The study carried out in Germany, France, Britain, the US, Sweden and Finland by the Counter Extremism Project documents the emergence of a new far-right movement since 2014 that is “leaderless, transnational, apocalyptic and oriented towards violence”.
The extremists believe in the nationalist theory of “great replacement” being orchestrated to supplant Europe's white population with outsiders.
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And they are increasingly networking across national borders with other like-minded militants, including with Russian and East European extremists.
Music festivals and mixed martial arts fights are rallying points, where extremists also seek to draw new members, the study noted.
Over the last year, the pandemic has also become an opportunity seized on by the extremists to “expand their mobilisation efforts around anti-government conspiracy myths criticising the current restrictions,” it said.
“Right-wing extremism is the biggest threat to our security — across Europe,” said German Foreign Minister Heiko Maas on Twitter.
Voicing alarm that the scene is “increasingly acting and networking internationally”, Maas added that Germany is seeking to counter the menace through coordinated action with other EU members.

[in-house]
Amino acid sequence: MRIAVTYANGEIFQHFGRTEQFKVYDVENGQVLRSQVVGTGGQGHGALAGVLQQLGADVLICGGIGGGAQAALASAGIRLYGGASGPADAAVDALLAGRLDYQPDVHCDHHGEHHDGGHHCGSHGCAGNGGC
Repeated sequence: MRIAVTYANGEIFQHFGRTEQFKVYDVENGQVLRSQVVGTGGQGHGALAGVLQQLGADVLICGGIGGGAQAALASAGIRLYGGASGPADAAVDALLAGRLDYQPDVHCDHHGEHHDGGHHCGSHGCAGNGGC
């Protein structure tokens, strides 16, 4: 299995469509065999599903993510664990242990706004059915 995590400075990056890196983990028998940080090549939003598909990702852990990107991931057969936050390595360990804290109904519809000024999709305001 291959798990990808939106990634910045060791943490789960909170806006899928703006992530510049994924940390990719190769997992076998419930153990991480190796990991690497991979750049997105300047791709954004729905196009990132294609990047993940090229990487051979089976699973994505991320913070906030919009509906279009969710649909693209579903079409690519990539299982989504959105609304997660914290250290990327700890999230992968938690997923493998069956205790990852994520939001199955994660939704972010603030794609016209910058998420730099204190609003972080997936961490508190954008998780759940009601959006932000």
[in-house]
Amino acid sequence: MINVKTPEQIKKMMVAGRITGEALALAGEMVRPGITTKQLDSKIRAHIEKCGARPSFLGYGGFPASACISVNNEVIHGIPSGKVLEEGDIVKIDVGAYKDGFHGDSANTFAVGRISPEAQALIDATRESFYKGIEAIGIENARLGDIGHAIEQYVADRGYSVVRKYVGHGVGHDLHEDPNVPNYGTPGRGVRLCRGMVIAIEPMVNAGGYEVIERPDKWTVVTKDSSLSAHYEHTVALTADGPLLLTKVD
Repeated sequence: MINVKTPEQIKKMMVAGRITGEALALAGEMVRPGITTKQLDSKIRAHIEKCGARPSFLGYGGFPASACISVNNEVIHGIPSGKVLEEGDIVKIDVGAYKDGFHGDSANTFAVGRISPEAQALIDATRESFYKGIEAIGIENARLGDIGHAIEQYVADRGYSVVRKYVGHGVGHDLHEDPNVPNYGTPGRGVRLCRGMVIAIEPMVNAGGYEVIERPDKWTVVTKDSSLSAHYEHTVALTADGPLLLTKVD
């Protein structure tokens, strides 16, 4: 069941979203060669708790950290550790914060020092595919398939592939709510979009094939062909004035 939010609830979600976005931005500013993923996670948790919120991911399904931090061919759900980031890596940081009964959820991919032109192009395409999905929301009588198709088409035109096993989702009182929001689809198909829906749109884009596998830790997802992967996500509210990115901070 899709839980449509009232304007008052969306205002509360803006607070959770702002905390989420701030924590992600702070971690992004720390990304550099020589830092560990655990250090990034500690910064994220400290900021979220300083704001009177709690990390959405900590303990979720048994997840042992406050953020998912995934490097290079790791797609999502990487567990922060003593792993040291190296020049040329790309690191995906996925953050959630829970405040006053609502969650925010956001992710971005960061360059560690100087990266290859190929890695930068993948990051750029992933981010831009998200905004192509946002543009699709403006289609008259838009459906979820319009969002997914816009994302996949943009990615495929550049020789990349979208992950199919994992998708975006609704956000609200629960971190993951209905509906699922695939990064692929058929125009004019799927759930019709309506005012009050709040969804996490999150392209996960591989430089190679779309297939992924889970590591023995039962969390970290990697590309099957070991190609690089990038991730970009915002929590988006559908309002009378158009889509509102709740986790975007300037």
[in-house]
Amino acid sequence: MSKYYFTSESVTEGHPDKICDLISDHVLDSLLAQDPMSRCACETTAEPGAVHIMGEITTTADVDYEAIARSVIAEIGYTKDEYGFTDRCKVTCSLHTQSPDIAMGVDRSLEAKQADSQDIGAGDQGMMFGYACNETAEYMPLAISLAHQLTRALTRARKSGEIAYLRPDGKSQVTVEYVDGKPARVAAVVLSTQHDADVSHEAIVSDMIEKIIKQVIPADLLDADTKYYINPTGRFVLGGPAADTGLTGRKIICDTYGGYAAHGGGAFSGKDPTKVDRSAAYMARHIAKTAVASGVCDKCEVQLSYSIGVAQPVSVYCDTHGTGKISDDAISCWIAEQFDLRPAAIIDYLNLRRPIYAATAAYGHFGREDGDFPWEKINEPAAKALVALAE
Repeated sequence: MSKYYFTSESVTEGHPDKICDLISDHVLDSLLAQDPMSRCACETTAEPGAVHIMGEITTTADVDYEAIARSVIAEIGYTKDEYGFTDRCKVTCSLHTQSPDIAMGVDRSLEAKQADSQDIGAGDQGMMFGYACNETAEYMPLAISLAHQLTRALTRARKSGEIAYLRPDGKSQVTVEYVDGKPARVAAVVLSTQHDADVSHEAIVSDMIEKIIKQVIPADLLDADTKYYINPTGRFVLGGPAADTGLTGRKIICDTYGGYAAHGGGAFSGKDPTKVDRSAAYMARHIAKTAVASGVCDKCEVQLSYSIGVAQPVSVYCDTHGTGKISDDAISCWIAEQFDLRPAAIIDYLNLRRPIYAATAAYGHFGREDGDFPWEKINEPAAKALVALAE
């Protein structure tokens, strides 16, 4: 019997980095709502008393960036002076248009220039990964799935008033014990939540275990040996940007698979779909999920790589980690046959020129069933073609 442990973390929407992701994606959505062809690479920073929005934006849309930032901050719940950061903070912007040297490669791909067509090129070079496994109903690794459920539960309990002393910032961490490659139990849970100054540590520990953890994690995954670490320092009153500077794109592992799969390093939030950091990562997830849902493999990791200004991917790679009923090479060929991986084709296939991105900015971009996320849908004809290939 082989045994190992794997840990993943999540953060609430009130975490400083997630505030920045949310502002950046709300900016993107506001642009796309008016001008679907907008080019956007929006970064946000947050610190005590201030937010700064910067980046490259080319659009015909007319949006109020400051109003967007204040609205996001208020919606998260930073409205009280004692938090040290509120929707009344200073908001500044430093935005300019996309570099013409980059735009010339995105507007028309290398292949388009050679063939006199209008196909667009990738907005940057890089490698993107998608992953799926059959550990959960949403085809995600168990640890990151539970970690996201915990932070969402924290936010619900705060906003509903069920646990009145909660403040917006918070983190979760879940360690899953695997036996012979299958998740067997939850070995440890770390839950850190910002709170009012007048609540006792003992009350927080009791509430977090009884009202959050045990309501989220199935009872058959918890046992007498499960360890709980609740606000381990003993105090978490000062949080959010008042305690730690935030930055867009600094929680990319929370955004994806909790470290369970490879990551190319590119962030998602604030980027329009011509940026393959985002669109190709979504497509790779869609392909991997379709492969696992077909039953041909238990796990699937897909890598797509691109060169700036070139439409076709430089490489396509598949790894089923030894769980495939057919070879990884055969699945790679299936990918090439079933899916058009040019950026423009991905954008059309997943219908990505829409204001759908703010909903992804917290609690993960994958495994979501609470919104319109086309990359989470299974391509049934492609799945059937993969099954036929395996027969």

Der Rechtsextremismus ist die größte Bedrohung unserer Sicherheit – europaweit. Um mit unseren Partnern besser gegen rechtsterroristische Strukturen vorgehen zu können, haben wir das Thema in unserer EU-Ratspräsidentschaft auf die Agenda gesetzt. #EU2020dehttps://t.co/jAPEDi6f9e
— Heiko Maas ?? (@HeikoMaas) November 20, 2020
A rally of nearly 10,000 opponents of government-imposed social restrictions to curb the spread of Covid-19 in Berlin this week saw extremists mingling among a motley crew of protesters.
About a dozen demonstrators were shouting “Sieg Heil” while performing the stiff-armed Hitler salute, in the presence of police, an AFP reporter saw.
Anti-Semitic slogans have been a fixture of some of the demonstrations against coronavirus policies in Germany this year.